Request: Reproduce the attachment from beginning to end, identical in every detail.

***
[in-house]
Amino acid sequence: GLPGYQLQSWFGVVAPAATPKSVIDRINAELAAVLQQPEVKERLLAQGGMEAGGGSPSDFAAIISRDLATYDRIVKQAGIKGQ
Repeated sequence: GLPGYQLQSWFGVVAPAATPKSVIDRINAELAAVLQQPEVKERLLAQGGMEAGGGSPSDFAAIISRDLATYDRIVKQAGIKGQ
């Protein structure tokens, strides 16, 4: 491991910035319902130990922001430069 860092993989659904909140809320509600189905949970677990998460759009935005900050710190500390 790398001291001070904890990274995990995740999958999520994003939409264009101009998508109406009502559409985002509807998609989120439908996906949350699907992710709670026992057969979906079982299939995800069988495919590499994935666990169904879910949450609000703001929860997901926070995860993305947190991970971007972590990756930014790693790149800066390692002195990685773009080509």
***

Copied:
[in-house]
Amino acid sequence: GLPGYQLQSWFGVVAPAATPKSVIDRINAELAAVLQQPEVKERLLAQGGMEAGGGSPSDFAAIISRDLATYDRIVKQAGIKGQ
Repeated sequence: GLPGYQLQSWFGVVAPAATPKSVIDRINAELAAVLQQPEVKERLLAQGGMEAGGGSPSDFAAIISRDLATYDRIVKQAGIKGQ
């Protein structure tokens, strides 16, 4: 491991910035319902130990922001430069 860092993989659904909140809320509600189905949970677990998460759009935005900050710190500390 790398001291001070904890990274995990995740999958999520994003939409264009101009998508109406009502559409985002509807998609989120439908996906949350699907992710709670026992057969979906079982299939995800069988495919590499994935666990169904879910949450609000703001929860997901926070995860993305947190991970971007972590990756930014790693790149800066390692002195990685773009080509």